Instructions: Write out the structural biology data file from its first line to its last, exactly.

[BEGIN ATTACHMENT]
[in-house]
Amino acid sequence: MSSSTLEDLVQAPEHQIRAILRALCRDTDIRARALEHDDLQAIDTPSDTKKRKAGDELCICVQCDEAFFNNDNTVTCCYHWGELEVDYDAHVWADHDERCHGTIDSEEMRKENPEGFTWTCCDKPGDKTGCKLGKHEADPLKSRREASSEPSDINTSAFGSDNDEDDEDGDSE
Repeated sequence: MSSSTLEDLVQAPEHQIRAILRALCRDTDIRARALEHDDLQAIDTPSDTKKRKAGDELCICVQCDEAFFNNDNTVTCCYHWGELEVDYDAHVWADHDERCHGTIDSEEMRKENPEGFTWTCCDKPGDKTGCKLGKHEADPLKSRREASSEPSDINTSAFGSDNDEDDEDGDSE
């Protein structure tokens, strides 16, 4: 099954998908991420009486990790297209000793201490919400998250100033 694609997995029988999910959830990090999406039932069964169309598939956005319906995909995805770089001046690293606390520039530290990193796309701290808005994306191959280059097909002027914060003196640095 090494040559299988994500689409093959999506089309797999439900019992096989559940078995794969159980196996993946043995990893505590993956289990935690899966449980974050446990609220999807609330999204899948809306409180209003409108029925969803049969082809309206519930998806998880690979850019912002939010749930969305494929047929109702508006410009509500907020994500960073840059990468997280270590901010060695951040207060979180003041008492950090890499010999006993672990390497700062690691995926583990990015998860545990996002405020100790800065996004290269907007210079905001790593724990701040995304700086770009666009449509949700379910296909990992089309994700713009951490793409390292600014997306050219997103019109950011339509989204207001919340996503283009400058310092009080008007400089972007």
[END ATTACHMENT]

[in-house]
Amino acid sequence: MSSSTLEDLVQAPEHQIRAILRALCRDTDIRARALEHDDLQAIDTPSDTKKRKAGDELCICVQCDEAFFNNDNTVTCCYHWGELEVDYDAHVWADHDERCHGTIDSEEMRKENPEGFTWTCCDKPGDKTGCKLGKHEADPLKSRREASSEPSDINTSAFGSDNDEDDEDGDSE
Repeated sequence: MSSSTLEDLVQAPEHQIRAILRALCRDTDIRARALEHDDLQAIDTPSDTKKRKAGDELCICVQCDEAFFNNDNTVTCCYHWGELEVDYDAHVWADHDERCHGTIDSEEMRKENPEGFTWTCCDKPGDKTGCKLGKHEADPLKSRREASSEPSDINTSAFGSDNDEDDEDGDSE
């Protein structure tokens, strides 16, 4: 099954998908991420009486990790297209000793201490919400998250100033 694609997995029988999910959830990090999406039932069964169309598939956005319906995909995805770089001046690293606390520039530290990193796309701290808005994306191959280059097909002027914060003196640095 090494040559299988994500689409093959999506089309797999439900019992096989559940078995794969159980196996993946043995990893505590993956289990935690899966449980974050446990609220999807609330999204899948809306409180209003409108029925969803049969082809309206519930998806998880690979850019912002939010749930969305494929047929109702508006410009509500907020994500960073840059990468997280270590901010060695951040207060979180003041008492950090890499010999006993672990390497700062690691995926583990990015998860545990996002405020100790800065996004290269907007210079905001790593724990701040995304700086770009666009449509949700379910296909990992089309994700713009951490793409390292600014997306050219997103019109950011339509989204207001919340996503283009400058310092009080008007400089972007």